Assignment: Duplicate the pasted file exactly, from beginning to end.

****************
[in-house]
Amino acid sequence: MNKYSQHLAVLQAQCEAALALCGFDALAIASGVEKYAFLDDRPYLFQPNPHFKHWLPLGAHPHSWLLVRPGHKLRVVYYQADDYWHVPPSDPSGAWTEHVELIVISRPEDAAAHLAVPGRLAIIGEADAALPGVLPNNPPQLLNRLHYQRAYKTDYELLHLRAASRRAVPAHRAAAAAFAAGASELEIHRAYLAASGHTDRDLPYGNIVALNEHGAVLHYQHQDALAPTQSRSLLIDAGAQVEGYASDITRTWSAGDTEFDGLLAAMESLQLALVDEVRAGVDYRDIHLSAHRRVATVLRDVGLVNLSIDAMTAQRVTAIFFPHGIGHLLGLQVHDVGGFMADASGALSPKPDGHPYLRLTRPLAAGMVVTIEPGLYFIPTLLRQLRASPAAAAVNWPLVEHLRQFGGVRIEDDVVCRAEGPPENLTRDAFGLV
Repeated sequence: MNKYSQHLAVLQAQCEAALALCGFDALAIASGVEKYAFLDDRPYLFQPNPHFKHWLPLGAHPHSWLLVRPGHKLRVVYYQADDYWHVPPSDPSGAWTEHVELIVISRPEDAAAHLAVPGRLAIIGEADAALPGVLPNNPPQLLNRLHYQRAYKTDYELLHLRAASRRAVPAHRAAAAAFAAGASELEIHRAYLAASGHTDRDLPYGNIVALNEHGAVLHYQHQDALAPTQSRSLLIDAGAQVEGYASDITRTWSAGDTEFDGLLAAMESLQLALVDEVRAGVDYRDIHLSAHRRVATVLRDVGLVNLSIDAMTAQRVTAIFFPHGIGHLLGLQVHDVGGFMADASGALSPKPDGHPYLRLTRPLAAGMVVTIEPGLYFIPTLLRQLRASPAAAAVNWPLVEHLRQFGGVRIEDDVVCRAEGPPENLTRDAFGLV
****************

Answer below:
[in-house]
Amino acid sequence: MNKYSQHLAVLQAQCEAALALCGFDALAIASGVEKYAFLDDRPYLFQPNPHFKHWLPLGAHPHSWLLVRPGHKLRVVYYQADDYWHVPPSDPSGAWTEHVELIVISRPEDAAAHLAVPGRLAIIGEADAALPGVLPNNPPQLLNRLHYQRAYKTDYELLHLRAASRRAVPAHRAAAAAFAAGASELEIHRAYLAASGHTDRDLPYGNIVALNEHGAVLHYQHQDALAPTQSRSLLIDAGAQVEGYASDITRTWSAGDTEFDGLLAAMESLQLALVDEVRAGVDYRDIHLSAHRRVATVLRDVGLVNLSIDAMTAQRVTAIFFPHGIGHLLGLQVHDVGGFMADASGALSPKPDGHPYLRLTRPLAAGMVVTIEPGLYFIPTLLRQLRASPAAAAVNWPLVEHLRQFGGVRIEDDVVCRAEGPPENLTRDAFGLV
Repeated sequence: MNKYSQHLAVLQAQCEAALALCGFDALAIASGVEKYAFLDDRPYLFQPNPHFKHWLPLGAHPHSWLLVRPGHKLRVVYYQADDYWHVPPSDPSGAWTEHVELIVISRPEDAAAHLAVPGRLAIIGEADAALPGVLPNNPPQLLNRLHYQRAYKTDYELLHLRAASRRAVPAHRAAAAAFAAGASELEIHRAYLAASGHTDRDLPYGNIVALNEHGAVLHYQHQDALAPTQSRSLLIDAGAQVEGYASDITRTWSAGDTEFDGLLAAMESLQLALVDEVRAGVDYRDIHLSAHRRVATVLRDVGLVNLSIDAMTAQRVTAIFFPHGIGHLLGLQVHDVGGFMADASGALSPKPDGHPYLRLTRPLAAGMVVTIEPGLYFIPTLLRQLRASPAAAAVNWPLVEHLRQFGGVRIEDDVVCRAEGPPENLTRDAFGLV